Long before the human genome was sequenced, and in the decades preceding current imaging technology, the association between Major Depressive Disorder (MDD) and Alcohol Dependence (AD) was assumed by most psychiatrists and psychologists. But not how you might think. AD and all SUDs were thought of as “secondary conditions” resulting from untreated depression, unresolved psychodynamic conflicts or trauma that could be treated by intensive psychotherapy, psychoanalysis, electroconvulsive therapy, and then the cognitive therapies including client-centered therapy. All designed to untangle or unlock the secrets behind the individual’s obsession with alcohol or drugs and their seemingly incontrollable compulsion to intoxicate.

By the late 60s, the nature and effects of alcoholism was being taught to physicians, not in medical school, but by patients in recovery. Thankfully, enlightened and often humbled doctors observed the success of a handful of treatment programs based on the 12-steps of AA. The idea that AD was a “primary” disorder was a radical departure from the medical community’s pedagogy, but not to the millions of persons who attained recovery, most without the benefit of trained physicians.

Understanding Alcoholism and Depression

Today, we understand the primary nature of SUDs and are still learning the pathophysiology, but the etiology remains most elusive. Certainly depression, in all its manifestations, is not uncommon among persons with SUD. Instead of arguing about the chicken or the egg, enlightened medical professionals understand that addiction and psychiatric disease often co-occur, as many chronic conditions do. Yet treatment has not kept up with the research, and therefore, often does not adequately address both conditions. Clinicians, depending on their training will treat the alcohol dependence, or the major depressive disorder, but seldom both. While it has been observed that treating AD may degrade the symptoms of MDD, or dysthymia in some persons, post-treatment surveys suggest that untreated or undertreated depression is a cause of relapse.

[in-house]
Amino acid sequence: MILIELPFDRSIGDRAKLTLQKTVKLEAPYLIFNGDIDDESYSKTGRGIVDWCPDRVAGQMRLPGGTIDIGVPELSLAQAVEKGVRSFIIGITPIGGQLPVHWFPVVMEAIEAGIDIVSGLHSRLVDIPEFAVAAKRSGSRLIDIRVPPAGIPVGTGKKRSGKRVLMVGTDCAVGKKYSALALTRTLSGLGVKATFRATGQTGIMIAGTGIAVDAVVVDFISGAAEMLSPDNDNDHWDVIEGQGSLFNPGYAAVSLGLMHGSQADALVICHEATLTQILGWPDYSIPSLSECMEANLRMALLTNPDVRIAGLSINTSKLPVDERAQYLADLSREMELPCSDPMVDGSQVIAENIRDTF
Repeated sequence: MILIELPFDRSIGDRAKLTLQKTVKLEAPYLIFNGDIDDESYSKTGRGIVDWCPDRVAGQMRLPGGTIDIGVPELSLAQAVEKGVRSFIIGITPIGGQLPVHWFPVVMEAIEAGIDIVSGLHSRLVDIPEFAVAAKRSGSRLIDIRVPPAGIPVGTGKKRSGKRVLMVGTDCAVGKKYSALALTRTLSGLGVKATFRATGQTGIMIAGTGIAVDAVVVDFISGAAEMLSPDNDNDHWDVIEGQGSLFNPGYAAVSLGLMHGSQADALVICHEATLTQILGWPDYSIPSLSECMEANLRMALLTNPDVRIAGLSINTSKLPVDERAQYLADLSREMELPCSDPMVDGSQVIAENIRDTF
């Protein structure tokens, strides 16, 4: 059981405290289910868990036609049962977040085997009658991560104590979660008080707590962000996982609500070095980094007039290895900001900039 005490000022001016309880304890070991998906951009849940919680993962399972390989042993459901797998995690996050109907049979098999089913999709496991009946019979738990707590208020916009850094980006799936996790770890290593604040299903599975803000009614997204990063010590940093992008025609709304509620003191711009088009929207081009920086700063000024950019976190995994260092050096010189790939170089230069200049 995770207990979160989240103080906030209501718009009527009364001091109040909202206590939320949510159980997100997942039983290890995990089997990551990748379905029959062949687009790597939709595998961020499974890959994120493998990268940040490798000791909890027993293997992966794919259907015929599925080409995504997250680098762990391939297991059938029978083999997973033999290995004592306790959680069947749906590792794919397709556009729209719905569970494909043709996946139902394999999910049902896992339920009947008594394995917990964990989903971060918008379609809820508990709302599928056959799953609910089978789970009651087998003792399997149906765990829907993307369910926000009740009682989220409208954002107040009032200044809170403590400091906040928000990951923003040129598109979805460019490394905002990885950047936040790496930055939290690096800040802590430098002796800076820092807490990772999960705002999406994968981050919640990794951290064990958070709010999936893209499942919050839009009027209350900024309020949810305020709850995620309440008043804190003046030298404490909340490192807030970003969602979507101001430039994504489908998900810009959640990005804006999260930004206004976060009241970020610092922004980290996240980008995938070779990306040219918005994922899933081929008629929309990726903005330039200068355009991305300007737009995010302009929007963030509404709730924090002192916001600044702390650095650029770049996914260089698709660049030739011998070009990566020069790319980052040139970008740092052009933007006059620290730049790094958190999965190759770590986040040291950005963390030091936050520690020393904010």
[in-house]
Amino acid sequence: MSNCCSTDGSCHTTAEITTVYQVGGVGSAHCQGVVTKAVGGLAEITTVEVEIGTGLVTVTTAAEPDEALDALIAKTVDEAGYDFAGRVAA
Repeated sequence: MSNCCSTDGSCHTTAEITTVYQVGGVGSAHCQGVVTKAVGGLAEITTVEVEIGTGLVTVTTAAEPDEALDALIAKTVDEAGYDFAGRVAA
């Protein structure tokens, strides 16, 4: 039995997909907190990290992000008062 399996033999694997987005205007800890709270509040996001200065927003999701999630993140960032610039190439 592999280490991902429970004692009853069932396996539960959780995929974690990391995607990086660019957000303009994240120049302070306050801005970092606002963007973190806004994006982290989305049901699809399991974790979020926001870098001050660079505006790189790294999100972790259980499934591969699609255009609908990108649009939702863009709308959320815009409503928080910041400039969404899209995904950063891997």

Understanding the common genetic and the functional neurobiology that influence the onset of MDD and AD may help change clinical practice and training bias. Adoption studies with family members and monozygotic twins have shed light on this issue. Association analyses (Rogers, et al 2017) were reviewed between MDD polygenic risk score (PRS) and AD case-control status. Genome-wide association study (GWAS) data sets were collected from 1.) Collaborative Study on the Genetics of Alcoholism (COGA), 2.) The Study of Addiction, Genetics, and Environment (SAGE), 3.) The Yale-Penn genetic study of substance dependence, and 4.) The National Health and Resilience in Veterans Study (NHRVS). From these data, meta-analysis of 9,240 patients with MDD and 9,519 controls from the Psychiatric Genomics Consortium were applied to calculate PRS at thresholds from P < .05 to P ≤ .99 in each AD, GWAS data set.

The results from this well-designed and well-powered analysis support previous evidence that common vulnerabilities exist for depression and SUDs. The results confirm what many clinicians have observed, SUDs can cause depression and depression increases the risk for SUDs. Individuals with elevated polygenic risk for MDD are more likely to develop AD.

Why Does This Matter?

It should not concern clinicians which condition came first—and genetically-speaking, the risk factors were most likely present in utero. Therefore, SUD professionals should thoroughly screen, and when necessary, aggressively treat co-occurring depression. In addition, continuous monitoring of both conditions is absolutely necessary in preventing relapse.